Timothy Taylor (archaeologist)

From Wikipedia, the free encyclopedia
Jump to navigation Jump to search

Timothy Taylor (born 1960) is a British-based archaeologist specialising in prehistory and archaeological theory.


Taylor was born in Norfolk and educated at the universities of Cambridge and Oxford.

His academic work began studying ornamental metalwork of the Balkans and western Asia. Since, his focus has shifted and he has done extensive work on the archaeology of cannibalism, sexuality and material culture theory. He has also written several popular books on archaeology. In the 1980s and 1990s he frequently presented his work on television. The British Archaeological Award winner for "best popular archaeology on television" 1991 was a "Down to Earth" episode on which he appeared. Taylor is known for his closely reasoned, wide-ranging, and provocative ideas, and for his ability to connect with a general audience of readers and viewers.

Taylor is currently Professor of the Prehistory of Humanity at the University of Vienna (Austria)[1] and is editor-in-chief of the Journal of World Prehistory.[2] Until 2012, he was a senior lecturer in archaeology at the University of Bradford (UK).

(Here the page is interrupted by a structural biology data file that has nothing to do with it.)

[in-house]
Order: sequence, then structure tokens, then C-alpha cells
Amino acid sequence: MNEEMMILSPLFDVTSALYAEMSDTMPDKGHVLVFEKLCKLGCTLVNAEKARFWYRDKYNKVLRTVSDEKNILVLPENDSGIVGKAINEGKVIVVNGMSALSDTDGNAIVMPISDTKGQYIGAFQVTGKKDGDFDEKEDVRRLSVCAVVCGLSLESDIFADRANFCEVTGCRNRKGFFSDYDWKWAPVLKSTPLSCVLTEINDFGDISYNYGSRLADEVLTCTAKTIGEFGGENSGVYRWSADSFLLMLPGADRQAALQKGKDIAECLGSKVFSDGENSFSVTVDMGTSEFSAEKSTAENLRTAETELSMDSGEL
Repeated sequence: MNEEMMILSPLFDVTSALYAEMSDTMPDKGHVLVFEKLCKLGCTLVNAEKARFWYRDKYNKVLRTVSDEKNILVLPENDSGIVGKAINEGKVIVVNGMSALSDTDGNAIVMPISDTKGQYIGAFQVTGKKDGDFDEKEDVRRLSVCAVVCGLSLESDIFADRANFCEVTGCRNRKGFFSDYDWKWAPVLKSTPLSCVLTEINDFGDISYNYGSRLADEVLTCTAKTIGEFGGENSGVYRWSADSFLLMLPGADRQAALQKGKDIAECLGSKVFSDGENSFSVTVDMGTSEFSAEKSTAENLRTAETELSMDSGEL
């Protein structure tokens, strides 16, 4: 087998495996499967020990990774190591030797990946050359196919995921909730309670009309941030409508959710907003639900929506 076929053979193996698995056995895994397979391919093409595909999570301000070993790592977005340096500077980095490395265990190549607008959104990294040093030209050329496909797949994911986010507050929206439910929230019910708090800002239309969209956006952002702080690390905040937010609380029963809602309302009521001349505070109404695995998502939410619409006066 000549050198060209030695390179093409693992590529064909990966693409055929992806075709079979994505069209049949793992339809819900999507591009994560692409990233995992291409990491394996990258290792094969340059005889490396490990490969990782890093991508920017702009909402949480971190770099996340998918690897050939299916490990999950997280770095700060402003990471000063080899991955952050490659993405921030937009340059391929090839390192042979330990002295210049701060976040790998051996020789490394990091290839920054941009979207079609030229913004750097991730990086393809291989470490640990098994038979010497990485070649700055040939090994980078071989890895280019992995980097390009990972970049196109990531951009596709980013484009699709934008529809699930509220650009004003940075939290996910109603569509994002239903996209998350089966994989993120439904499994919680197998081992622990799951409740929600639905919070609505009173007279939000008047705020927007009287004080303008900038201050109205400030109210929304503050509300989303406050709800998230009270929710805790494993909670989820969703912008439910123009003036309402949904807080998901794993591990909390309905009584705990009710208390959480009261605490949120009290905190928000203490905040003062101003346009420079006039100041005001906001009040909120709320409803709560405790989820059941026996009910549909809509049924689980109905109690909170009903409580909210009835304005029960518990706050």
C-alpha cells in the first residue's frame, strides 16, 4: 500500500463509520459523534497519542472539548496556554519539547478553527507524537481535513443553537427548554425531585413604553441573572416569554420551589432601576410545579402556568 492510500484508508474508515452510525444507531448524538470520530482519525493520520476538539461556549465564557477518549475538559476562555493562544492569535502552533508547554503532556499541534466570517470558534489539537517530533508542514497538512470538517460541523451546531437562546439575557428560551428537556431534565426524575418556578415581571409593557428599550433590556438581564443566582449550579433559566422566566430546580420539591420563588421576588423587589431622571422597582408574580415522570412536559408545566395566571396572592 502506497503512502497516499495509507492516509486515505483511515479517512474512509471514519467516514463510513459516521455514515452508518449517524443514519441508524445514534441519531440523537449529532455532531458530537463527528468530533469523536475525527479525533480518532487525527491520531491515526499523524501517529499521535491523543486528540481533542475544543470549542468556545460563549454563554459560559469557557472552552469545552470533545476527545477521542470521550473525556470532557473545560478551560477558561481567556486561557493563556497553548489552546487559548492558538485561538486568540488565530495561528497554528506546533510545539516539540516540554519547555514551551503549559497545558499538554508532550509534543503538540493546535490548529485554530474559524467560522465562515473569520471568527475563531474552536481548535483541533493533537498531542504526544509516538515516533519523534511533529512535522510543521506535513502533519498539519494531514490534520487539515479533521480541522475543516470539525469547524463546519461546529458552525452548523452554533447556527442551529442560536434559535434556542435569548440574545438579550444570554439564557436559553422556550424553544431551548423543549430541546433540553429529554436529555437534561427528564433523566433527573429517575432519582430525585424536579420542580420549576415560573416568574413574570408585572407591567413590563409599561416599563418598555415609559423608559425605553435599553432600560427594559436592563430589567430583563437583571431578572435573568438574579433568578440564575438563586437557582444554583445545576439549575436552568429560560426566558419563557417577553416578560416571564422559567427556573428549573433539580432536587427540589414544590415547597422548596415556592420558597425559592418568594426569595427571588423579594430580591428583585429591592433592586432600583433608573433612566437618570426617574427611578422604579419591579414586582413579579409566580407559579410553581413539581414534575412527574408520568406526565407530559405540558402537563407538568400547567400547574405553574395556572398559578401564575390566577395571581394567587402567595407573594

• The Prehistory of Sex: Four Million Years of Human Sexual Culture 1996, Bantam ISBN 0-553-37527-X – a controversial book actually beginning eight million years in the past.
  • The Buried Soul: How Humans Invented Death 2004, Beacon ISBN 0-8070-4672-8 – claims evidence for widespread prehistoric vampirism and cannibalism, and that ceremonial burial predates social conceptions of an immortal soul.
  • The Artificial Ape: How Technology Changed the Course of Human Evolution 2010, Palgrave Macmillan ISBN 978-0-230-61763-6


  1. ^ "Univ.-Prof. Dr. Timothy Taylor, MA PhD". Universität Wien (in German). Retrieved 2012-12-13.
  2. ^ Journal of World Prehistory (official website)

External links[edit]